This is part two of the presentation I made at Red Cross Nordic UWC, where I worked in 1996-97. The presentation was about tourism and development in Mustang, the district I am from in Nepal.
In the first part, the introduction, I had described the circumstance under which Upper Mustang had been opened to tourism in early 90’s. It also included a brief recent history of the area as the base for the guerrilla warfare US-Taiwan-trained Tibetans were waging against China. I reproduced all that in the blog post “The local people should improve the quality of their lives.” […] “But let them not wear ties.”
Though I had been living outside Nepal since 1988, I had returned home periodically and kept abreast of many of the changes taking place in the country, especially in Mustang. I had also visited my village of Tangbe in Upper Mustang in 1995, for the first time in twenty years or so and learned first hand some of the impact of tourism in the area! This is about that.
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Religion is the most important facet of life in Mustang. It pervades everything, all spheres of life, death and after-life as well.
During my two visits of the region [in 1995 and 1996], I found the violation of the religious and sacred by — and on the inducement of — tourists, however, to be rampant. Monasteries in many villages are now closed to tourists as thefts occurred on a regular basis.
In my own village of Tangbe, what was once the seat of the local guardian deity by the hill-side (see header image), now lies inside a wall with a small gate on one side that remains locked most of the time. Tourists, it seemed, picked up the mani stones, stones with prayers carved on them, as souvenirs I suppose.
In the village of Jomsom, where some of my relatives live, there is a sacred lake called Dhumpha.
Notice the wire fence. It didn’t always used to be there. Because it was sacred and belonged to the local monastery, no one fished there. But, thanks to an American from Michigan, not only is there just a fence around it, there’s also a sign-board in English clearly stating that it is not permissible to fish there.
This man had been living in Nepal for years. In spite of that, he had managed to desecrate a sacred area, and gravely insult a monk who belonged to the monastery.
A few years ago he had come to this area, and finding a pond full of fish, had prompted his young, adopted Nepalese son to start fishing there. A lama — a Tibetan Buddhist priest — had shown up, and according to him, “dragged” the boy away from the lake. Greatly offended by the monk’s handling of the boy, the man had really gotten angry at the lama.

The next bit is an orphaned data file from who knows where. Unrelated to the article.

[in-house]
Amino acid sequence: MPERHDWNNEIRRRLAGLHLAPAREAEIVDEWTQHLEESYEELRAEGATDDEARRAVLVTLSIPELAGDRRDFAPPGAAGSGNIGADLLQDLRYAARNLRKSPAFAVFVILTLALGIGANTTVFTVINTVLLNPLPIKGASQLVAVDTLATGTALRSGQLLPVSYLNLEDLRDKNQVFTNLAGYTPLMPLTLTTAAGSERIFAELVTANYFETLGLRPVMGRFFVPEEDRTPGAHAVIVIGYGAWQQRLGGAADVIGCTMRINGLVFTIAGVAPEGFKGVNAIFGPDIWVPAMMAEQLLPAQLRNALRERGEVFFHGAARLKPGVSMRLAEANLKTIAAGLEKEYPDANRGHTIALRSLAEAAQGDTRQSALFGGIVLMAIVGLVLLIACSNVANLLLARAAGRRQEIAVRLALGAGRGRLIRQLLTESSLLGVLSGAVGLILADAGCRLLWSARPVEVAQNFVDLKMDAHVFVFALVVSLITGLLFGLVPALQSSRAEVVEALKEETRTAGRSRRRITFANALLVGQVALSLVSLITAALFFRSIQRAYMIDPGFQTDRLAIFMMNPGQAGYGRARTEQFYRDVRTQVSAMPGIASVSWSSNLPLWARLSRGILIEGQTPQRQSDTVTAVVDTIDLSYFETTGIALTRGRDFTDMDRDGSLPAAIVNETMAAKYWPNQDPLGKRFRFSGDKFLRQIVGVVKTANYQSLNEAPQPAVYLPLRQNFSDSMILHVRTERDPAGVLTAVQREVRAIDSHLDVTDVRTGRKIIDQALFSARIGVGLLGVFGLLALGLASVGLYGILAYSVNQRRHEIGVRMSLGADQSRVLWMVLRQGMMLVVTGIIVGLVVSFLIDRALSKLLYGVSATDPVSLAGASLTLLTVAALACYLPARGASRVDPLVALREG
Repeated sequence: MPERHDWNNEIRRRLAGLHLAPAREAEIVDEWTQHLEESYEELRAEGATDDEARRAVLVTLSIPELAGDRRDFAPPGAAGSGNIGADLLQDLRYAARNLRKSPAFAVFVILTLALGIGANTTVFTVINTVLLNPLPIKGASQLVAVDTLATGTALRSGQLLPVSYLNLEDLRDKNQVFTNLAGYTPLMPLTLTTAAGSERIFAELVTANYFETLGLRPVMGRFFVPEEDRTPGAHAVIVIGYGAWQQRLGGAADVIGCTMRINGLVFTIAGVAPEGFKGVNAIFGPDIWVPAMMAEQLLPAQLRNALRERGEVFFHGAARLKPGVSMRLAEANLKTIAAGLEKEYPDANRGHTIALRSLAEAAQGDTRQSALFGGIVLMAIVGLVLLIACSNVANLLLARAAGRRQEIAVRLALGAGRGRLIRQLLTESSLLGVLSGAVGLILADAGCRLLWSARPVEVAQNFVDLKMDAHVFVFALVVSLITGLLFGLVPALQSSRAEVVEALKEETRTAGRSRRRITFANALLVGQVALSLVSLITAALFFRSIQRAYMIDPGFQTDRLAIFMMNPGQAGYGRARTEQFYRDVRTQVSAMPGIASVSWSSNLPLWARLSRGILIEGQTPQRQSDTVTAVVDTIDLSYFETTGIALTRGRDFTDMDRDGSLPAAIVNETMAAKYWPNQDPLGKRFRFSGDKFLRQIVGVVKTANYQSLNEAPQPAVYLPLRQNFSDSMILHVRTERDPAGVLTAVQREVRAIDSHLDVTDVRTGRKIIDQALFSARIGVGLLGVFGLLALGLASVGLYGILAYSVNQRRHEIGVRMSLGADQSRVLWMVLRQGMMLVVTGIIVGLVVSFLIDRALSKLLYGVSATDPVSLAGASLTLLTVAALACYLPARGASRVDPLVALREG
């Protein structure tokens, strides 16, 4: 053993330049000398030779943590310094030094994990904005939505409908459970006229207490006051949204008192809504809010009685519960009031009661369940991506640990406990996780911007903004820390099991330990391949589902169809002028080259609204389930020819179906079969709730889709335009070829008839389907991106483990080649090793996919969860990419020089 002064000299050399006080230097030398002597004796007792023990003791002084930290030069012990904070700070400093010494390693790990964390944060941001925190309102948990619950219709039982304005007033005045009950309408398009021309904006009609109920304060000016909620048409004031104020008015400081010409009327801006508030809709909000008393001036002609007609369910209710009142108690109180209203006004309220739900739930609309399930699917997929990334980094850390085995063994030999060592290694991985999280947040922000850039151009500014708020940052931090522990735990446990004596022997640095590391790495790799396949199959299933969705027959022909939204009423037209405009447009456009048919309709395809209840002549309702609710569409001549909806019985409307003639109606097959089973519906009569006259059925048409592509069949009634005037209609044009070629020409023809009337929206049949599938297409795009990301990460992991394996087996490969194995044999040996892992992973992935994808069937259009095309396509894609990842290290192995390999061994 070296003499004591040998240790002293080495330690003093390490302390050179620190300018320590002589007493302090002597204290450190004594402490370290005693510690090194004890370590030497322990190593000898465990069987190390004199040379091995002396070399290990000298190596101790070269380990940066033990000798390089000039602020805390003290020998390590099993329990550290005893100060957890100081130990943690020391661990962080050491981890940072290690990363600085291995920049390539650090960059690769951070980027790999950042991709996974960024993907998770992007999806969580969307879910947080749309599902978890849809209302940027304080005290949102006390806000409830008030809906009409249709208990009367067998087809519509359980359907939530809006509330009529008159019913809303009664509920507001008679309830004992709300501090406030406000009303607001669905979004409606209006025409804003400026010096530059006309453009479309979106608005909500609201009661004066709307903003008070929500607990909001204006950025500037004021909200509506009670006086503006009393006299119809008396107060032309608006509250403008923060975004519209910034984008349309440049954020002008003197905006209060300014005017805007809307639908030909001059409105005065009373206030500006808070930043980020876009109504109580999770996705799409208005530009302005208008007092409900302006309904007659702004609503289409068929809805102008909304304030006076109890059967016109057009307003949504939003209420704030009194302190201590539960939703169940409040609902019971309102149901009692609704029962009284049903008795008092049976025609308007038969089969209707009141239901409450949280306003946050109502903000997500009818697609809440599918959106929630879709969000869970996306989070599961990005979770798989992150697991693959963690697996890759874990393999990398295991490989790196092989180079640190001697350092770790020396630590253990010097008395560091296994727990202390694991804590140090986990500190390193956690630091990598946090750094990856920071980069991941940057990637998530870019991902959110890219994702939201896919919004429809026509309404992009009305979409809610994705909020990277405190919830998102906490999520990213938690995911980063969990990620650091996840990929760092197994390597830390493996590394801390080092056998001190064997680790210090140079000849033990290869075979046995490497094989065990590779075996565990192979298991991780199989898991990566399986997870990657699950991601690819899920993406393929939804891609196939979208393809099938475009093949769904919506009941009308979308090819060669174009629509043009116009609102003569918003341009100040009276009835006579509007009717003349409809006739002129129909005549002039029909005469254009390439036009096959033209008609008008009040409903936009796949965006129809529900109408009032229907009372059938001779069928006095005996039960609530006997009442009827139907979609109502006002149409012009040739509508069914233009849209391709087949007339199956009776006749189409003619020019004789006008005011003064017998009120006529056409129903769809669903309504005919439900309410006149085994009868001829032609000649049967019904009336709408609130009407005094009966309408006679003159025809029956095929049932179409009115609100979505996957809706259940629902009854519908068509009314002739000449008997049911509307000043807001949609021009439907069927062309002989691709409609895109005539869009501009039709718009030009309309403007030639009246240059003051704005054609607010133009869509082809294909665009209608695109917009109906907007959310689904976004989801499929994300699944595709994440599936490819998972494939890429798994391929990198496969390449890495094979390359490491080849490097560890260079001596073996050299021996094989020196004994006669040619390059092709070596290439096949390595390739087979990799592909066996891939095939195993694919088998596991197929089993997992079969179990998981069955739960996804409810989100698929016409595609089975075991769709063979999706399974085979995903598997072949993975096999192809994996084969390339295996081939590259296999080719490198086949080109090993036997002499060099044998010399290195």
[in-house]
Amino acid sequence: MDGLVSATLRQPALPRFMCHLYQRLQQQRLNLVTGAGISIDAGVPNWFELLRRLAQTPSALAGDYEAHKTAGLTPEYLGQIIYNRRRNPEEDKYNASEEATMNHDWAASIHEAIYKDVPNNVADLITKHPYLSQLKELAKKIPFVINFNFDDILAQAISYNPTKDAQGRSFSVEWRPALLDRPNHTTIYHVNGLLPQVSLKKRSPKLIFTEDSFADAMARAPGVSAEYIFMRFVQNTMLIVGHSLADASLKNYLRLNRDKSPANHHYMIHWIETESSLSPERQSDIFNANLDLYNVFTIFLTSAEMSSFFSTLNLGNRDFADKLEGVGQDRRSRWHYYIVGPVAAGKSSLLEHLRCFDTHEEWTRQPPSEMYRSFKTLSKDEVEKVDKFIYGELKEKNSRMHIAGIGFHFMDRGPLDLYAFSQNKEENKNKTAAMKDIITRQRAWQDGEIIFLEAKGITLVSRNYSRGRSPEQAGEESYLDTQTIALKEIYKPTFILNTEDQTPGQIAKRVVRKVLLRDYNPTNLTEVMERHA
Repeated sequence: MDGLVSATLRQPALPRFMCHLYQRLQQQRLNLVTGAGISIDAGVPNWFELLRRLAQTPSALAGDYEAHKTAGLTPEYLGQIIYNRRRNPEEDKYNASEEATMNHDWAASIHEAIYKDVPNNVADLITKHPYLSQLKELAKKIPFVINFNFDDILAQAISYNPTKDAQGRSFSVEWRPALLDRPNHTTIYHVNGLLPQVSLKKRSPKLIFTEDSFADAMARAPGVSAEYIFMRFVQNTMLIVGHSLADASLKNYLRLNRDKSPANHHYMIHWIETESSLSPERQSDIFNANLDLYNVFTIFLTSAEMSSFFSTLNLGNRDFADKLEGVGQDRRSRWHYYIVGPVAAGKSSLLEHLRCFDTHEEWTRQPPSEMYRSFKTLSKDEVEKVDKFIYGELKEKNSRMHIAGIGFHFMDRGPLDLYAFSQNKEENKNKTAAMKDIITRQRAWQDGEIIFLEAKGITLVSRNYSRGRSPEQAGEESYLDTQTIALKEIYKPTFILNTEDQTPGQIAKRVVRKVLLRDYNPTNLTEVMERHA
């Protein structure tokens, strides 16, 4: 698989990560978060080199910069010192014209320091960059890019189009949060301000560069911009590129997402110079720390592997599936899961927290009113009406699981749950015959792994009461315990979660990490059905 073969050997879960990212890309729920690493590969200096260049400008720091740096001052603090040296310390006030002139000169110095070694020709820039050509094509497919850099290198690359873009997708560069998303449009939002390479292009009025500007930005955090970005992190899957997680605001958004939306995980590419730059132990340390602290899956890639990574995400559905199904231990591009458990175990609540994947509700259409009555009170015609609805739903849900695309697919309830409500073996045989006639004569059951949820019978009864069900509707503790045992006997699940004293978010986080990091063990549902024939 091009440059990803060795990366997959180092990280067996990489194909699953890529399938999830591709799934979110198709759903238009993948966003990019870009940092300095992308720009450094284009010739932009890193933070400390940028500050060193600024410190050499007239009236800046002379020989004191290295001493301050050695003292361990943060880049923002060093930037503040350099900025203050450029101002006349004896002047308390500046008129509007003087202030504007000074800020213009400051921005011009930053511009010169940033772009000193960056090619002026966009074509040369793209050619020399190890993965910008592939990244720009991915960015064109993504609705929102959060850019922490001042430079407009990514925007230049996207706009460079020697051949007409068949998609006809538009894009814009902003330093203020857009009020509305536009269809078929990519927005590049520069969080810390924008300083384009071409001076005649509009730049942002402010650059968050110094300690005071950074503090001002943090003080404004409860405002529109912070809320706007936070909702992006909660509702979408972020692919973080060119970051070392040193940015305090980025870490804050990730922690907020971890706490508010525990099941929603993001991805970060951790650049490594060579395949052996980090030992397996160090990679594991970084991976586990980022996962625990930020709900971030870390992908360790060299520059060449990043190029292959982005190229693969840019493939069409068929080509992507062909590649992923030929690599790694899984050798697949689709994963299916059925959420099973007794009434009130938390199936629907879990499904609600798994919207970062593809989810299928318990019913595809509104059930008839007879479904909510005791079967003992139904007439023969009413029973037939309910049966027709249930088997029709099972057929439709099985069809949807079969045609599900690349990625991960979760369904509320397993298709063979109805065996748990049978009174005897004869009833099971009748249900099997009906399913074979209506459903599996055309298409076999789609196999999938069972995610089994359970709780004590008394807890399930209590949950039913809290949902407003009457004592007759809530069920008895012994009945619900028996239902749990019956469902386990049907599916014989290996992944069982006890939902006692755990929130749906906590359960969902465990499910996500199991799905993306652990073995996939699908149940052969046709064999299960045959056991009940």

The lama had pointed out the sign-board prohibiting fishing, to which he had protested saying, “How can you expect me to read something in Nepali?!”
There was no mistaking his arrogance and sense of superiority he exuded while recounting the story. He tells us, unequivocally, that he was trying to provoke the monk as he clearly saw that the lama would be able to do nothing to him.
And we believe him.
It had gotten to a point where he had started calling the monk’s rules stupid and dumb. He tell us the monk is much smaller than he is and even took the monk’s cap and threw it on the lake.
“And the monk,” he says, “kept asking me ‘what did you do?! What did you do?!’. And I told him, ‘I threw your cap in the water and you are asking me what did I do?! That shows just how stupid you are…. How stupid your rules are.’”
Now, for Hindus and Tibetan Buddhists [in Mustang] alike, the head is the most sacred part of the body. And as such anything on the head of a person, like a cap, you don’t want to mess with. Definitely not if the person happens to be a priest or a lama or a nun.
Throwing a cap on to the ground is a grave insult; it amounts to saying “your person, my foot.” The foot being the most base.
At the end of the story, I came to the incredible realization that, even to that day, after all those years in Nepal, the American hadn’t realized how much he had insulted the lama. And, I didn’t bother telling him either.
Moreover, with the man were two American college girls. It turns out, they believed that the Tibetan Buddhists in Mustang worshipped the Satan, and as good Christians, who knew the Truth, it was their duty to show these people the way to Jesus by converting them to Christianity.
On inquiring what that would do to their culture, they respond, and I quote, “Nothing. Accepting Christianity will not change their culture at all.”
I couldn’t believe anyone, who had gone to all the trouble to travel half way round the world to see a place like Nepal, could be so naive. But little did we know that this was to be a foreshadow for the imminent.
A few days later, we saw two Caucasians, one male another female, going around door-to-door distributing a religious pamphlet, written in Nepali, calling all to follow Jesus. We even found one pinned to a stupa.
A section on the pamphlet said something along the lines of: “Buddha, Mohammed, Allah, Mahatma Ghandi, Karl Marx etc. went in search of truth and all of their search ended in doubt. But Jesus found the Truth and if you accept Jesus as your savior, you will find the Truth.”
I confess, I felt a little sorry…for the couple.
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